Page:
By Emma Grace Fairchild:
Those who know me know how big of a role coffee plays in my daily life. It’s the first part of my routine in the morning and a frequent guest in my afternoons as well. My apartment currently holds five different ways to make coffee (and I have my eye on a sixth), while anyone who comes to visit me in Prague is likely going to get a tour of my favorite coffee shops! Some of my best work is done in coffee shops, and many of my social engagements happen there as well.
However, these frequent indulgences in my beloved beverage have a downside as well. Buying coffee once or twice a day can quickly add up in cost, calories and environmental footprint. These reasons, plus the wonderful ways to make coffee in the comfort of your own kitchen, make a compelling argument for backing away from buying coffees and pledging to make it at home.
In terms of cost, a medium cup of coffee from a major coffee chain could easily cost $3, and a latte or other specialty espresso drink could be $4 or $5 (especially for those oh-so-popular seasonal flavors or those at a high end coffee roaster). A low estimate of buying a coffee drink once a day every day of the work week would run up a bill of $15, and on the high end, $30 a week. Factor in extra long days that require a second visit to the coffee shop and coffee with friends on the weekend, and that’s easily a big chunk of change. Maybe, if you earn so much money that you don’t have to budget, that kind of investment is acceptable; but for many of us (living on a teacher’s salary, for example), $15+ a week is significant.
Buying coffee is not always a sustainable choice for the environment, either. Although coffee drinkers can always purchase a nice reusable porcelain or stainless steel coffee cup, we otherwise are using disposable cups that go right into the trash. The ingredients and the source of coffee itself may have a questionable impact on the environment as well. The milk and sugars available at coffee shops are from conventional sources. Coffee beans likely are sourced from large conventional coffee plantations that can be detrimental to the local ecosystem because of pesticide runoff, contribute to clearcutting of forests, and have poor labor conditions. Read more about choosing your coffee wisely in this article about sourcing sustainable coffee.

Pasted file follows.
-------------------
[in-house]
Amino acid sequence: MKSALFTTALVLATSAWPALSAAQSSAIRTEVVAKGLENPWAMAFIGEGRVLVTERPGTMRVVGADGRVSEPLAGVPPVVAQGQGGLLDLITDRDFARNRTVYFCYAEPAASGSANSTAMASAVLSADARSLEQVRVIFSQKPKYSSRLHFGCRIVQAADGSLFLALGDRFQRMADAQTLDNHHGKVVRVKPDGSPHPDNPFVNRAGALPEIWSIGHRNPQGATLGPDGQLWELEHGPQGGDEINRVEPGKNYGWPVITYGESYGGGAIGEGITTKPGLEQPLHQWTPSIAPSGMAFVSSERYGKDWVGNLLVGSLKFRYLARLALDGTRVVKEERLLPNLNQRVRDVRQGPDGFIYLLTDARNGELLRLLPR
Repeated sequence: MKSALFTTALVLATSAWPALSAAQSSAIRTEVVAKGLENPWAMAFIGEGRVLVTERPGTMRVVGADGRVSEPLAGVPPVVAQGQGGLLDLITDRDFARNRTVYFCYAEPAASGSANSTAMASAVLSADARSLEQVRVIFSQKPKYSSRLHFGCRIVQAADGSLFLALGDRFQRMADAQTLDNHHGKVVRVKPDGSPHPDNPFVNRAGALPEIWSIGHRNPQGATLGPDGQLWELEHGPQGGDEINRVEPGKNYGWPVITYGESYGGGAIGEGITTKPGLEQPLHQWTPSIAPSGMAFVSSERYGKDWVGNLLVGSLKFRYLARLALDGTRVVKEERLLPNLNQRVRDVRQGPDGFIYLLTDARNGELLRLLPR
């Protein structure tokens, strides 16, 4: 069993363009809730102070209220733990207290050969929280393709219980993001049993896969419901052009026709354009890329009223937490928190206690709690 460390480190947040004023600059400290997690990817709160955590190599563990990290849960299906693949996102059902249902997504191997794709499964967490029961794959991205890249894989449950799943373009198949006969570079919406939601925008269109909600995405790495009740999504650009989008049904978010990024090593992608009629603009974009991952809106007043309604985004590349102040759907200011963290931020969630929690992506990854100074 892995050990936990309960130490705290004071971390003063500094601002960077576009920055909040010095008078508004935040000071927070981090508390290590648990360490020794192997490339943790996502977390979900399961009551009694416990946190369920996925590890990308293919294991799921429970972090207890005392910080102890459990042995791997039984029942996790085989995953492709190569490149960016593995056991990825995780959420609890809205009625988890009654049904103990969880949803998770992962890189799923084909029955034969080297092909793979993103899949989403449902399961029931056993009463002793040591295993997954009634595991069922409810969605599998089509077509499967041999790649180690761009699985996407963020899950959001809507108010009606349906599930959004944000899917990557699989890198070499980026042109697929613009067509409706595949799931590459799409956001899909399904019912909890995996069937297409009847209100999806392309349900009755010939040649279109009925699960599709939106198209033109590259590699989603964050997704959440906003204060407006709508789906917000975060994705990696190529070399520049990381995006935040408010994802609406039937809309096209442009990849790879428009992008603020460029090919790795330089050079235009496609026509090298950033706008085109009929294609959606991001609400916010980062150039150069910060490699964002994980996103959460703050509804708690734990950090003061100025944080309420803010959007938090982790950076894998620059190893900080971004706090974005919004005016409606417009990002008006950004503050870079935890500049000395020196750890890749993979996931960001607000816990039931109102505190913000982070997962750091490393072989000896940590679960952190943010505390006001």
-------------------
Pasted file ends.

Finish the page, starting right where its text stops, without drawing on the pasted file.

And if you prefer to indulge in the fancy flavored and sugary sweet coffee drinks such as pumpkin lattes or frappuccinos, they come with a whole grocery list of artificial flavors, sweeteners and other questionable additives. If you’re interested, you can find more information on some of the more controversial ingredients found in the ever popular Pumpkin Spice Latte from Starbucks on the Foodbabe.com website. There is also a great deal of waste in coffee shops from the leftover grounds from coffee and espresso. If you prepare your own coffee at home, there are many ways to reuse those coffee grounds. So, while we may love cafe culture and incessant coffee consumption, this comes with a unique set of things to consider. However, there are lots of fun and tasty ways to make coffee at home to offset some of the negatives without abandoning that favorite hot beverage altogether.
My favorite way to make coffee is with a French Press, or what is commonly called a “Bodum”. It uses a coarsely ground bean, which is best when ground fresh before brewing, but a pre-ground bag of regular coffee also can be used in a pinch. I use a French Press in my weekday routine because I can put the water on to boil, go do something else for a few minutes, then return to prepare the coffee, and then do something more for four minutes while the coffee steeps!
On the weekends, I like to prepare Turkish coffee. While there are many different ideas about the appropriate recipes and procedures involved, Turkish coffee is essentially an extremely fine ground coffee brewed in a special pot called a cezve. There are countless recipes for Turkish coffee, variable by region and family, that range from the inclusion of cardamom to use of rose water or sugar. Some people insist the coffee must boil three times, while others say once is enough, and that the pot has to be copper. I have made Turkish coffee at several coffee houses where I worked over the years. Most recently I have incorporated it into my coffee at home since my friend from Slovenia brought me my very own stainless steel cezve. I add three spoonfuls of finely ground Slovenian coffee to boiling water in my cezve and bring it to a slow boil one time before drinking it with a bit of milk or cream. The cool thing about Turkish coffee is that the coffee is ground so fine that it is not filtered out, so at the bottom of your cup is a layer of grounds that are not intended to be consumed. For a good step by step guide to making Turkish coffee, head to YouTube or read this article with photos for each step.
Ultimately, there is a way to make coffee for everyone. Whether the common American coffee pots, individual pour overs, french presses, percolators, Turkish, or the exotic chemex, there are so many ways to make a delicious and fresh cup of coffee at home to reap the many benefits. If there is a favorite way you make coffee that you want to share with Green-Mom and our readers, leave a comment!